STEVEN KOUGL, ET AL.
THE BOARD OF LIQUOR LICENSE COMMISSIONERS FOR BALTIMORE CITY
from the Circuit Court for Baltimore City. Videtta A. Brown,
BY: Peter A. Prevas (Prevas and Prevas on the brief) all of
Baltimore, MD. FOR APPELLANTS
BY: Shelley Johnson of Annapolis, MD. FOR APPELLEES
BEFORE: Woodward, Graeff, Arthur, JJ.
The eagle suffers little birds to sing, And is not careful
what they mean thereby, Knowing that with the shadow of his
wings He can at pleasure stint their melody[.]
Titus Andronicus, Act 4, Scene 4 (W. Shakespeare)
instant case, we are called upon to decipher the meaning of
the word " suffer," and its analogs, "
permit" and " allow." Specifically, we must
decide whether these terms, when used in rules governing the
conduct of holders of a liquor license in Baltimore City,
require proof of knowledge on the part of such licensees.
Steven Kougl, owns Club Harem, a Baltimore tavern and adult
entertainment business, and holds a liquor license for that
location issued by appellee, the Board of Liquor License
Commissioners for Baltimore City (" the Liquor
Board" ). On July 2, 2014, the Liquor Board charged
Kougl with violating three Liquor Board Rules related to
solicitation of prostitution, indecent exposure, and
violation of public morals, all occurring on April 25, 2013,
at Club Harem, when an employee exposed herself to an
undercover police officer and then solicited sexual
intercourse from the same officer. The Liquor Board found
Kougl guilty of all three violations and ordered that his
liquor license be suspended for one month. Kougl filed for
judicial review in the Circuit Court for Baltimore City,
which affirmed the decision of the Liquor Board.
appeal to this Court, Kougl raises four questions for our
review, which we have condensed and rephrased as two
1. Did the Liquor Board make sufficient findings of fact in
support of the three charged violations of the Liquor Board
2. Did the Liquor Board err in concluding that Kougl was
guilty of the three violations even though there was no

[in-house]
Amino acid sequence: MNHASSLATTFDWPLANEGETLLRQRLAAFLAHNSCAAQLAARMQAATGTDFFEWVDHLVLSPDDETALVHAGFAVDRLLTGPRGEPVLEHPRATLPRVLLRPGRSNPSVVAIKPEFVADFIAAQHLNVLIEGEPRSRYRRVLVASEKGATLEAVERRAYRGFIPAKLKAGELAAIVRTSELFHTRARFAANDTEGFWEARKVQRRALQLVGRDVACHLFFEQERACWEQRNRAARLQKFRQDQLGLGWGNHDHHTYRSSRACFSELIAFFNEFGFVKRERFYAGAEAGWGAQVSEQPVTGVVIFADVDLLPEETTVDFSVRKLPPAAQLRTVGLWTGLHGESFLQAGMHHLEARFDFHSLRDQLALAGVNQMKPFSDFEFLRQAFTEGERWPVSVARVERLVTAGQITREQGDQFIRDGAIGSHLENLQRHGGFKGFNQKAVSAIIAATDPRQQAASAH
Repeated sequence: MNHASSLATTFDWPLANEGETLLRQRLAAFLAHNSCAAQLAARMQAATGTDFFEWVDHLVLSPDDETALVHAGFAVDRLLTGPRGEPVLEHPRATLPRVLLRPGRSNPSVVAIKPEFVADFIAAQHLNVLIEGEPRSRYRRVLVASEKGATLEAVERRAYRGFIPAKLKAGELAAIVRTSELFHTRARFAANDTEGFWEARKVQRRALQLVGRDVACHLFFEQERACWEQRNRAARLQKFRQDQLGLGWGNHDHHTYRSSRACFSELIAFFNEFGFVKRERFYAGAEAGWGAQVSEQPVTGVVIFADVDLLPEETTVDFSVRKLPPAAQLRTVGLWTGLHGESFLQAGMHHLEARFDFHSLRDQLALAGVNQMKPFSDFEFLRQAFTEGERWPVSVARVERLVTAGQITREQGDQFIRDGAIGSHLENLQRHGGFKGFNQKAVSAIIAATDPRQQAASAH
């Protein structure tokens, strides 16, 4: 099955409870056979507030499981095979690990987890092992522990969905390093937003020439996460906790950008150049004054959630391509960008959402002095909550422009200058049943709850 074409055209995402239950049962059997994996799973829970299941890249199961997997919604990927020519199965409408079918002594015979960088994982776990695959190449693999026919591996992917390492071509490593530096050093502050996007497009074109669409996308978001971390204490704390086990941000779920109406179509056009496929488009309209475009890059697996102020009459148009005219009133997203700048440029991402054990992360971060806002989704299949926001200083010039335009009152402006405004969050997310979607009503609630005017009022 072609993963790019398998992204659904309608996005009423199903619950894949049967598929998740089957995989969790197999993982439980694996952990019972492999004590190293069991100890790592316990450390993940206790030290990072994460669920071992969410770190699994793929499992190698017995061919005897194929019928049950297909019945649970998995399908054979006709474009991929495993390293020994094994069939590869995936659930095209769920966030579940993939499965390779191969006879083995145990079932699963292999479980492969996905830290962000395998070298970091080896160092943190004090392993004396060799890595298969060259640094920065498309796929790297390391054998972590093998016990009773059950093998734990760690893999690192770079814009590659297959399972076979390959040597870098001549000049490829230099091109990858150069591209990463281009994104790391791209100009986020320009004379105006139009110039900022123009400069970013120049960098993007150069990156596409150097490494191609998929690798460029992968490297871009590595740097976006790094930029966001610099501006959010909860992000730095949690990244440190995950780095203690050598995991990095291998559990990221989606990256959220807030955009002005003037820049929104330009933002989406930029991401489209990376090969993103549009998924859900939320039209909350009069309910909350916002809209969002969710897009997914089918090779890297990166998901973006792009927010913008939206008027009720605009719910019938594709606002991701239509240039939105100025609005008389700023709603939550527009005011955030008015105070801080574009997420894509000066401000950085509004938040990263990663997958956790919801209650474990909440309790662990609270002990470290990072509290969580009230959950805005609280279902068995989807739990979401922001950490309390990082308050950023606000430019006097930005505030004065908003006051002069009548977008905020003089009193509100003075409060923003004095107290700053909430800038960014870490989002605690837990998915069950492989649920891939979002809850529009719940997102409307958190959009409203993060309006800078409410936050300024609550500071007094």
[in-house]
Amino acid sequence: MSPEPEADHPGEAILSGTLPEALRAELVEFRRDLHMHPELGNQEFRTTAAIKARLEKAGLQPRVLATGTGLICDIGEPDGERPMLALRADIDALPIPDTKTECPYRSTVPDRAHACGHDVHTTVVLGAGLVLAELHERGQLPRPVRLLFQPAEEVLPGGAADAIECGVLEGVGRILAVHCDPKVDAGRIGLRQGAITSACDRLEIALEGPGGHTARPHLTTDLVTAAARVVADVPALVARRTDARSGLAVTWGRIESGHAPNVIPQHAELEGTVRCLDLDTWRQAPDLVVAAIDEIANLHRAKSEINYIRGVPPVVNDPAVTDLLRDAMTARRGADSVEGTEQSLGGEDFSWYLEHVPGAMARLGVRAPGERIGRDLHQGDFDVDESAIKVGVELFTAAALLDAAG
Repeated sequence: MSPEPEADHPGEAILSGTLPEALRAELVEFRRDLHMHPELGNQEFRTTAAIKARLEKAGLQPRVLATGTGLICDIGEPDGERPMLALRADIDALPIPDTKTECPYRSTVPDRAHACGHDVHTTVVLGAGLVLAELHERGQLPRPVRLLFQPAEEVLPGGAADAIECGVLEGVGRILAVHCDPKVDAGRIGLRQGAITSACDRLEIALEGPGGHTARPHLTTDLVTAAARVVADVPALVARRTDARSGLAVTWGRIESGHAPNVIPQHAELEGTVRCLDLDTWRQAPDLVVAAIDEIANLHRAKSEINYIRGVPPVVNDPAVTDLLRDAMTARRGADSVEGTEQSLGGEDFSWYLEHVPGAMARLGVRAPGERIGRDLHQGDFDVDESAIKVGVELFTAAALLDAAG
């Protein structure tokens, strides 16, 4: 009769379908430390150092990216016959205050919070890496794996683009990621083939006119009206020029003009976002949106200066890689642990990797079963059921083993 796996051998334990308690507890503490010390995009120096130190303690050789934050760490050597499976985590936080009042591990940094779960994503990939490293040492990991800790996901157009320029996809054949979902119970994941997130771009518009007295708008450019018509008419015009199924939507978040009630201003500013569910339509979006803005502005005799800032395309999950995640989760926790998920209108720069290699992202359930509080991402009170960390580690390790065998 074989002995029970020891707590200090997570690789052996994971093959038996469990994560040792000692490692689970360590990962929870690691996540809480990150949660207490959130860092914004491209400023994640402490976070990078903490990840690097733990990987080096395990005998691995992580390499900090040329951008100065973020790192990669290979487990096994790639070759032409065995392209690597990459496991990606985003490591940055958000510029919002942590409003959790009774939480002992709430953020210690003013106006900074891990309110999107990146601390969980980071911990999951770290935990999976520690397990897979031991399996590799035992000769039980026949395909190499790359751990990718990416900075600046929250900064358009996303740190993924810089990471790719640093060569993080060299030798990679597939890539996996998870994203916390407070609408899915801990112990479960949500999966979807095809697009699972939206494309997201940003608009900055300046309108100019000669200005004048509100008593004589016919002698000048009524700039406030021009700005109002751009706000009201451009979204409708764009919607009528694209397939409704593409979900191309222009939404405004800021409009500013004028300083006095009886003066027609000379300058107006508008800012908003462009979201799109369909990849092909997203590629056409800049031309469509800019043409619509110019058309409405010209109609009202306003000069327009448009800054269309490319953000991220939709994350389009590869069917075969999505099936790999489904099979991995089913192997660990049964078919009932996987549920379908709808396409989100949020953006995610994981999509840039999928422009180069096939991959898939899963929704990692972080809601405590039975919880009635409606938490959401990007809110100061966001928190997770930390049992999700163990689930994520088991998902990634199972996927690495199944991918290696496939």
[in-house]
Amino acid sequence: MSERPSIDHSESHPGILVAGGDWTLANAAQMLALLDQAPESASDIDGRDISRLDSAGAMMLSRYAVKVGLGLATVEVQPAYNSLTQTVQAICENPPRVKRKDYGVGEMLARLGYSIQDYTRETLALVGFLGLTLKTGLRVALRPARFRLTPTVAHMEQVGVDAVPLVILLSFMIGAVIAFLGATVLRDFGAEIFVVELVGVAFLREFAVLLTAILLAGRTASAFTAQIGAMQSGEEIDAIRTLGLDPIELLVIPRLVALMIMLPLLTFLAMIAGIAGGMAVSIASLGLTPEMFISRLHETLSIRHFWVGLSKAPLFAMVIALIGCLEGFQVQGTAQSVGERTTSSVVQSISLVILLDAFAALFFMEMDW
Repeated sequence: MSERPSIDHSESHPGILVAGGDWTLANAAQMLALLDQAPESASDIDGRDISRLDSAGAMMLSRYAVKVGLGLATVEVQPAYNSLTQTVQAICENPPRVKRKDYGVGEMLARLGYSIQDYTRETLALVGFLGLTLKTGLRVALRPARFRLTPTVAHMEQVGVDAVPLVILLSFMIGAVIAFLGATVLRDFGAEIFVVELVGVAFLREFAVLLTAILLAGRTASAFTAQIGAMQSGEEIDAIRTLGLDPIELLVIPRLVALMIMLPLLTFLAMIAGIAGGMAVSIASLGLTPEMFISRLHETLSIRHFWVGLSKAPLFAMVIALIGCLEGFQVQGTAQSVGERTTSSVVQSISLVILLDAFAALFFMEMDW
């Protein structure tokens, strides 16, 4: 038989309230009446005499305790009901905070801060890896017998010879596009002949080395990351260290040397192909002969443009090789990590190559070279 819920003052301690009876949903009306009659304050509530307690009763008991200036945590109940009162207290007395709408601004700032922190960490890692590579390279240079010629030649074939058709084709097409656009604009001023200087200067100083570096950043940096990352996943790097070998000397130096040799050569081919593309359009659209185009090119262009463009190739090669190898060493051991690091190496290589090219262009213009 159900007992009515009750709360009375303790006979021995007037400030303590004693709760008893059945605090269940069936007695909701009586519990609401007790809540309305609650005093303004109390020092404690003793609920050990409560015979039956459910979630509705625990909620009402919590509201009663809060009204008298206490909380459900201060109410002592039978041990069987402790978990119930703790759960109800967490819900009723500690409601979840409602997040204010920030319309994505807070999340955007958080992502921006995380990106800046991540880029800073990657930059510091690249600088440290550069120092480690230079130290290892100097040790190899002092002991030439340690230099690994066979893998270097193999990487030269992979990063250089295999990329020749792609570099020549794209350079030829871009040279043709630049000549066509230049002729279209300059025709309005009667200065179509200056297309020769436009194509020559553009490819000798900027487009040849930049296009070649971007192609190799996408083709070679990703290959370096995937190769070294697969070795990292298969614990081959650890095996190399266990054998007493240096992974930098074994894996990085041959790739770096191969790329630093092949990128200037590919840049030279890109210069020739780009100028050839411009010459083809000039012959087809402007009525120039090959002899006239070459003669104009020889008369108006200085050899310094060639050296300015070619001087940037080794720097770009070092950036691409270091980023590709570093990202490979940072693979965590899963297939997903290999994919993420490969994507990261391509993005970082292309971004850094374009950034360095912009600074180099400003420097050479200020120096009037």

evidence that Kougl had knowledge of his employee's
reasons set forth herein, we answer both questions in the
affirmative, and thus reverse the judgment of the circuit
court and remand the case to that court for entry of a
judgment reversing the decision of the Liquor Board.
April 25, 2013, Detective Fletcher Jackson, a Baltimore City
police officer assigned to the Special Enforcement Section,
entered Club Harem in plain clothes to conduct a prostitution
investigation. Jamaica Brickhouse, a woman who worked at Club
Harem, approached Det. Jackson at the bar and asked if she
could join him. Det. Jackson said " sure," and
bought Brickhouse a drink. After some initial conversation,
Brickhouse exposed her breasts to Det. Jackson. Brickhouse
invited Det. Jackson to touch her breasts, which he did.
Brickhouse then suggested a lap dance or a trip to " the
VIP," where they could " do whatever up
there." Det. Jackson asked how much it would cost him to
have sex with Brickhouse; Brickhouse replied that it would
cost $170 " for the room," plus a tip for her
services. Det. Jackson said that he could tip $100, and
Brickhouse agreed. Brickhouse returned to the stage to
perform, and Det. Jackson notified other officers.
Brickhouse, however, was not issued a criminal summons until
December 10, 2013, almost eight months later.
months after the incident, on July 2, 2014, the Liquor Board
charged Kougl with violating three Liquor Board Rules related
to solicitation of prostitution in violation of Rule 4.17(a),
indecent exposure in violation of Rule 4.17(b), and violation
of public morals in violation of Rule 4.18. On July 17, 2014,
the Liquor Board held a hearing on the charges against Kougl.
Det. Jackson was the only witness for the prosecution; Kougl
testified in his own defense. The Liquor Board voted 2-1 that
Kougl was guilty of the three violations and suspended his
liquor license for one month.
18, 2014, Kougl filed a Petition for Judicial Review in the
circuit court. On March 2, 2015, Kougl filed his Memorandum,
in which he argued that (1) the Liquor Board's decision
was not based on substantial evidence, because " [t]here
[wa]s nothing in [Det. Jackson's] testimony to indicate
that the [l]icensee knew, allowed or permitted this type of
activity, which is needed to sustain the violations" ;
(2) its decision was unreasonable and arbitrary, because the
Chairman of the Liquor Board stated that a licensee "
would be responsible for actions of an employee"
regardless of " whether the [l]icensee knew or did not
know or allowed or did not allow or permitted or did not
permit" the prohibited activity; and (3) the Liquor
Board failed to make specific findings of fact and
conclusions of law as required. On April 15, 2015, the Liquor